But I really would like, I, in my, dream of dreams, lots of people would be exposed to that and they would reap the benefits of that. Because I think if everybody felt stronger, better, had better, cognitive capacity, the world would be a much nicer place. Oh yeah, a hundred

[01:20:28] Dr Mike T Nelson: percent.

And I think the CrossFit athletes, you’ve done some work with Sam Dancer, I

[01:20:32] Ian Mitchell: believe. Correct? Yeah, I have, yeah.

[01:20:34] Dr Mike T Nelson: Super wonderful dude. Like just one of the nicest big teddy bear people you’ll ever meet in your life, .

[01:20:39] Ian Mitchell: That’s absolutely true. Yeah. And Sam, actually he was one of the bells cuz a bunch of them have done this.

Sam was one of the fellows that called me to ask, his first question was, is this legal ? ? Which is a good question to ask . It’s a very good question. Yeah. And he did the research too, and despite my saying yes, it’s not on the water USADA or any of that kind of stuff he, did a deep dive on it to make sure it was all kosher and then started using it and actually cycled back.

Or circled back rather and said here’s what’s happening. This is my data. This is what’s going on. Which, Remarkable. And it, but the thing is, for somebody who’s in terms of physiologically in the median, you may not notice it. Those guys are like the outliers. Yeah.

It was the same thing with the Olympic athletes, right? Those guys are doing grip strength test and the pole vaulters were doing maybe 160 pounds, and then I put them on the Olympic serum and they were all hitting closer to the 200 pound range oof. In grip strength. And one of the guys consistently, after a period of weeks, he broke the grip strength machine.

Nice. Because he was consistently over 200. Yeah. It was great. Actually, Alex sent me a text of, with a picture of the grip strength machine, and he had cracked the handle because he was consistently over 200 pounds all the time. And you know that’s, but those guys are the outliers, right?

They’ve pushed It’s like Ben Polski, right? Yeah. Oh yeah. Has, we were talking one time and Ben said , a lot of people are worried about me because they think I’m small right now. And I said how much do you weigh? And they said, 2 65 . Yeah. But we’re like, dude your solid muscle in your 2 65.

Why would anybody think you were swollen? He said because I was three 15 when I was at the peak of, my competition. I thought, oh my god, like 4% body fat, 315 pounds. And then I, because we had talked on the phone a lot, but I had never actually seen a picture. So I googled a picture of it and thought, oh, okay, I get it right.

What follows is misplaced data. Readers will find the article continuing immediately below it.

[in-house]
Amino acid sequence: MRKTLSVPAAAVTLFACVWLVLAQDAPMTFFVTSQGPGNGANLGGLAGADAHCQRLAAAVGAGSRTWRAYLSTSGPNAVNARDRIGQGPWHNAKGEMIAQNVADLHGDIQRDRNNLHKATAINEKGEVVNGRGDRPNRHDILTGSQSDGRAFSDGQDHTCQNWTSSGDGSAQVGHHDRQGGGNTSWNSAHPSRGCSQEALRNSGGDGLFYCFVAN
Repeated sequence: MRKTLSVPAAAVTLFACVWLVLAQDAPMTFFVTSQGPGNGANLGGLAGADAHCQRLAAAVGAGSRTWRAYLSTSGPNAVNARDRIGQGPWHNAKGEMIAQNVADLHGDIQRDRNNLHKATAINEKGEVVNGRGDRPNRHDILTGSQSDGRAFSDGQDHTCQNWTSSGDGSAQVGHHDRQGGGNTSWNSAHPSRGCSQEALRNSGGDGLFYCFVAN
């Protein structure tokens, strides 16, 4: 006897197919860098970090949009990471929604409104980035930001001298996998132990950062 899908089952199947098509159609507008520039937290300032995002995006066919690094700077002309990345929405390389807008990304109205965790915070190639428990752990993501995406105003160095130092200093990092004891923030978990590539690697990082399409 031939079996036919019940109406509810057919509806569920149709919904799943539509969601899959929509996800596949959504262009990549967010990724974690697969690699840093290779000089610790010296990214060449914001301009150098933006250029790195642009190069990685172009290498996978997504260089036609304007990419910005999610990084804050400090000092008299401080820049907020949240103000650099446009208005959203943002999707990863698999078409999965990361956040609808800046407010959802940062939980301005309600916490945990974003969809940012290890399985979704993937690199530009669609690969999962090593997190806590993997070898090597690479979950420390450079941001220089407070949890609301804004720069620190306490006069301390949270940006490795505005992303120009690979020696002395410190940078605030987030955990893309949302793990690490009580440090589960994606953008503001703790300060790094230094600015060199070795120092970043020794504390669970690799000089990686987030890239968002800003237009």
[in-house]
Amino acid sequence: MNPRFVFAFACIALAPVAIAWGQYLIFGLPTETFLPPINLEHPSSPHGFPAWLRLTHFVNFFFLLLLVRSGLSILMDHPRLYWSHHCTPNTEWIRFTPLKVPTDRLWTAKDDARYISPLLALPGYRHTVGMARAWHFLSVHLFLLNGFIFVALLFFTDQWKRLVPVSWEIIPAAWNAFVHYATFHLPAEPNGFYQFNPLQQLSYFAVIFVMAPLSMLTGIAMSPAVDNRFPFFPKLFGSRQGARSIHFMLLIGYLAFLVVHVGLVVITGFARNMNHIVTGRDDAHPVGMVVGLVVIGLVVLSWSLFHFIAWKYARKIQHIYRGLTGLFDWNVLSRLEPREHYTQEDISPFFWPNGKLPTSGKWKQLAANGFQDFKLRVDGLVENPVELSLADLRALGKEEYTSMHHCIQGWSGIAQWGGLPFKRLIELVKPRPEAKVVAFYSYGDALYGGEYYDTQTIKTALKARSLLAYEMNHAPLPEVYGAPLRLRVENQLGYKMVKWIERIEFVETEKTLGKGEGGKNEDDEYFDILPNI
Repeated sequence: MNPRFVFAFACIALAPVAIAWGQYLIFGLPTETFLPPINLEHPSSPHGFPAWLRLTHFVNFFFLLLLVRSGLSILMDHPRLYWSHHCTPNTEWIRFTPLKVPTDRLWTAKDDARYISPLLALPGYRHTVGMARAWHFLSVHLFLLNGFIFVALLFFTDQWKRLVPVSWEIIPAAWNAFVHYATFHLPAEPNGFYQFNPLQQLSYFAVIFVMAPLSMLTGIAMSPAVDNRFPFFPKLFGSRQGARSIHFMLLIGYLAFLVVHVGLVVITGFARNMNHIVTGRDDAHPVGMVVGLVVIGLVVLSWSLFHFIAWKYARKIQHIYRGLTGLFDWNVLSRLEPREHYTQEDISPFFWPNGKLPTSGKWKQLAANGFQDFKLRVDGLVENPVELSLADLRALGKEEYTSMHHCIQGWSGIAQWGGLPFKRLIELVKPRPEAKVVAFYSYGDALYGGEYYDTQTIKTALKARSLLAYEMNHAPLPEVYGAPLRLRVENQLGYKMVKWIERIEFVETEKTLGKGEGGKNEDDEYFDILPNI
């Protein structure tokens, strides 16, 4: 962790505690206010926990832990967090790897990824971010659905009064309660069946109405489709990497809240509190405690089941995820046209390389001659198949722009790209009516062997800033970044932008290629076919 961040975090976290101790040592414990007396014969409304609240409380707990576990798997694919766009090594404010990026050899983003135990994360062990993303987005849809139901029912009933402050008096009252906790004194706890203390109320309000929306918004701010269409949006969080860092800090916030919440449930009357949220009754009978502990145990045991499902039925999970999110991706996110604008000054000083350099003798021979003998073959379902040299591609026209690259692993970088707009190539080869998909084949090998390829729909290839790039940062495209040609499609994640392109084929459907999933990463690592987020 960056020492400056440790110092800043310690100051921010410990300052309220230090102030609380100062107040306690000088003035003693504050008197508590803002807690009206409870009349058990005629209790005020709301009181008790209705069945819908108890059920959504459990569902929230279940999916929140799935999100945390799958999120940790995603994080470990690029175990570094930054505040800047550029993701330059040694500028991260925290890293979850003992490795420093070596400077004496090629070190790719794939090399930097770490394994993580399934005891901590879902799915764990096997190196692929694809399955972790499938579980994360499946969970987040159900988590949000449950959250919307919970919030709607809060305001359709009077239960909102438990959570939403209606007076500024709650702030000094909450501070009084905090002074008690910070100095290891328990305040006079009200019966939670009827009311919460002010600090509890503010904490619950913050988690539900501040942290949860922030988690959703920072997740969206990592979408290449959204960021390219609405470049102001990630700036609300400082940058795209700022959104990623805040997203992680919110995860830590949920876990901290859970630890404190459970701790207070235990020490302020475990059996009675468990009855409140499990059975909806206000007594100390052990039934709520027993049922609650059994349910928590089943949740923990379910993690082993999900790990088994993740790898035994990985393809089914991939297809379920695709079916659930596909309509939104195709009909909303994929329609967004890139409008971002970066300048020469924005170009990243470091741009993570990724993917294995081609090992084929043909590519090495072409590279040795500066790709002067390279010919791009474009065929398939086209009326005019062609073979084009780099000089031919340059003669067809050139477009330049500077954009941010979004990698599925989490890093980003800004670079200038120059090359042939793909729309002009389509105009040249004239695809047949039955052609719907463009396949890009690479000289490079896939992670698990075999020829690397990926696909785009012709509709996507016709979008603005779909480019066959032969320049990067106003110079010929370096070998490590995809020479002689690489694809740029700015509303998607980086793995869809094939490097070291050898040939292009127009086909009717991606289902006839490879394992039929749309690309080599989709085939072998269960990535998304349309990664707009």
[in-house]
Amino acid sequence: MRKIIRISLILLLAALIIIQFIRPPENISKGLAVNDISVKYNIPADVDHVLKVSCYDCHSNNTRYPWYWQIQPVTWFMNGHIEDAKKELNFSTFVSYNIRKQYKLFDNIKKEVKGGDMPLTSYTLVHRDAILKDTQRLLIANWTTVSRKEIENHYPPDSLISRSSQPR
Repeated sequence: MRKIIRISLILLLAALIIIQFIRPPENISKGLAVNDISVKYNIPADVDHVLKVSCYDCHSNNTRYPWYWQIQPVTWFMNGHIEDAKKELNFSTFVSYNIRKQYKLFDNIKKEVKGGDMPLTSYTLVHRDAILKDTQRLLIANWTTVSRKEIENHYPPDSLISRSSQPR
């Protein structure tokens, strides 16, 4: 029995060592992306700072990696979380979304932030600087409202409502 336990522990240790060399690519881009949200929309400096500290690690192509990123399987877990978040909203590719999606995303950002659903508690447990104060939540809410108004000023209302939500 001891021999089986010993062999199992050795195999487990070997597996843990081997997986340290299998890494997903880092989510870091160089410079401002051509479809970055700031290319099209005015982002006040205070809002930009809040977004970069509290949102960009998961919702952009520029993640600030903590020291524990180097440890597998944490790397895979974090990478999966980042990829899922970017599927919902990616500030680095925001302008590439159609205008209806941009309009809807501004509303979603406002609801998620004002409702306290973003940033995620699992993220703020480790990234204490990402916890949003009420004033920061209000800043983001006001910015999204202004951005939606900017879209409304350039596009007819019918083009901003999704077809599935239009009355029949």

You’re like, You’re a beast. You’re like solid muscle and completely ripped and, 315 pounds and just a couple percentage body fat. Yeah, that’s different. But it was very funny. But those guys, they are, they’re like the very extreme edge. But those guys, they notice the changes first because they’re right at the edge.

So if you can take somebody who’s doing 160 pound grip strength, which is already at the very top end of what most people would ever be able to do, and they were expecting, two to 3% jumps, maybe May, may actually sometimes 1% jumps and then they’re getting 13 to 17% gains in their force output.

They were blown away. I was blown away. Honestly, I didn’t, it was like a, huh. Oh wow, who knew? But that’s the kind of stuff like I, I want that out there. I would love it for more people to have access to that. Right now I’m trying to figure out how to shift the manufacturer of Carbon 60 so that I can reduce the cost so I can get it out more ubiquitously to get it to everybody.

because right now, I mean it’s exceedingly expensive program to get that stuff and it’s going to be prohibitive. It’s not something you’re gonna find on the shelf at Walmart anytime soon. Because it’s just the average person won’t be able to do that. But for people who are at the extreme edge of performance, either cognitively or physically well worth the expenditure.

Cause they’re going to see the benefits of it, and would the

[01:23:48] Dr Mike T Nelson: NeuroRx be useful for, also for strength sports? Because a lot of strength adaptations, especially lower rep stuff, is more neurologically based, which I know is an over assumption, but,

[01:24:01] Ian Mitchell: Yeah, the neuromuscular component of it.

Yes. I would recommend and do recommend actually for, competitive athletes that they do both. And depending on what particular endeavor it is that they might bias it towards one side or the other. But yeah, all of the time I recommend to people do both. I do both, and I’m by far and away cognitively pushing myself more than I am physically.